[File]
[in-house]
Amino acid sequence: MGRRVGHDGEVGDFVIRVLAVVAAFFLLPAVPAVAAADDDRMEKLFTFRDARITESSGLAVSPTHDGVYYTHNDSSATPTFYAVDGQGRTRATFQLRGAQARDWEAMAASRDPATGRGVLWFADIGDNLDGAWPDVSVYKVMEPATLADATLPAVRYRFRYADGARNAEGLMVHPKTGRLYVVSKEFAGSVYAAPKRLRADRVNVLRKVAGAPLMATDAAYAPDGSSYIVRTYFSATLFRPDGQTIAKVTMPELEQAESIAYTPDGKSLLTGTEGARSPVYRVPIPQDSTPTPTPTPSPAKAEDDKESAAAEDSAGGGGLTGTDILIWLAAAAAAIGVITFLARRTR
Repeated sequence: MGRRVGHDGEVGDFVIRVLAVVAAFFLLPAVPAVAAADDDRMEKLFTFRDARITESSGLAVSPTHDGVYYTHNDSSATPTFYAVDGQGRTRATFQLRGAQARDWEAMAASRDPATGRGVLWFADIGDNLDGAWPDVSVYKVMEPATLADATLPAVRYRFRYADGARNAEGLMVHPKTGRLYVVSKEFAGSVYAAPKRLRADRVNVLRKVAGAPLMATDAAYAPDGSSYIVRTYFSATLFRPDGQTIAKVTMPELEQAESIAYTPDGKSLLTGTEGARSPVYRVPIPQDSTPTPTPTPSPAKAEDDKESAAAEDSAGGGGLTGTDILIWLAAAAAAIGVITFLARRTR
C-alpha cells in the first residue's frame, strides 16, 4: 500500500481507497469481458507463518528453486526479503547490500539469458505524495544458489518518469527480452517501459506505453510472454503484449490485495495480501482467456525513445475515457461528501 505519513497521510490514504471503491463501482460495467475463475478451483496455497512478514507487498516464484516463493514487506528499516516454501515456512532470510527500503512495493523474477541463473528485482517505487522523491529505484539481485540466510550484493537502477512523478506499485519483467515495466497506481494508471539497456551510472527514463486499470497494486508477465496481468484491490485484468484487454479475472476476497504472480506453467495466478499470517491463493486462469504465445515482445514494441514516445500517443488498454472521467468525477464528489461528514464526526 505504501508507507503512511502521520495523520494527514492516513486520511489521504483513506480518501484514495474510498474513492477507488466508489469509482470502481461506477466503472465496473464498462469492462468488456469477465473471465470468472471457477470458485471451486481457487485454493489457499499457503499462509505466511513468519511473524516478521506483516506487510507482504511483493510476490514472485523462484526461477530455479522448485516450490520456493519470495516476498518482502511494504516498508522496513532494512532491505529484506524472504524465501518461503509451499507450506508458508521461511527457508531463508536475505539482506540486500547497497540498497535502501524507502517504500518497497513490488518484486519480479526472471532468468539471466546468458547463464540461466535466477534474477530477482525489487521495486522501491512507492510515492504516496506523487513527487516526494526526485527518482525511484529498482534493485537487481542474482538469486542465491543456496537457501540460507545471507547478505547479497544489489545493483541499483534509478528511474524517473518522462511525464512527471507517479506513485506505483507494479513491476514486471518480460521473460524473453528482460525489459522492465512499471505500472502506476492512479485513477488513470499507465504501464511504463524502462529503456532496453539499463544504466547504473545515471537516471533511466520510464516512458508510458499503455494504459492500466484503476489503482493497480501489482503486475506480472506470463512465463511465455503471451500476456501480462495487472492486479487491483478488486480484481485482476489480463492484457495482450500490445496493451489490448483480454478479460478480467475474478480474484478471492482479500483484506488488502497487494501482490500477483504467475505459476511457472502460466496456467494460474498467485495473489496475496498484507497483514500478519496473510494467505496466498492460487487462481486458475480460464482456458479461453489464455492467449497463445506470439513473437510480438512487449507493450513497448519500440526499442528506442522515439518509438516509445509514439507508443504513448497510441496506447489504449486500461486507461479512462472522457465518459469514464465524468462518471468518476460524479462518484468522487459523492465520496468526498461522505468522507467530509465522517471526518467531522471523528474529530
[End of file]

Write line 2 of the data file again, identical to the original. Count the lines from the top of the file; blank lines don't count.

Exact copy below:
Amino acid sequence: MGRRVGHDGEVGDFVIRVLAVVAAFFLLPAVPAVAAADDDRMEKLFTFRDARITESSGLAVSPTHDGVYYTHNDSSATPTFYAVDGQGRTRATFQLRGAQARDWEAMAASRDPATGRGVLWFADIGDNLDGAWPDVSVYKVMEPATLADATLPAVRYRFRYADGARNAEGLMVHPKTGRLYVVSKEFAGSVYAAPKRLRADRVNVLRKVAGAPLMATDAAYAPDGSSYIVRTYFSATLFRPDGQTIAKVTMPELEQAESIAYTPDGKSLLTGTEGARSPVYRVPIPQDSTPTPTPTPSPAKAEDDKESAAAEDSAGGGGLTGTDILIWLAAAAAAIGVITFLARRTR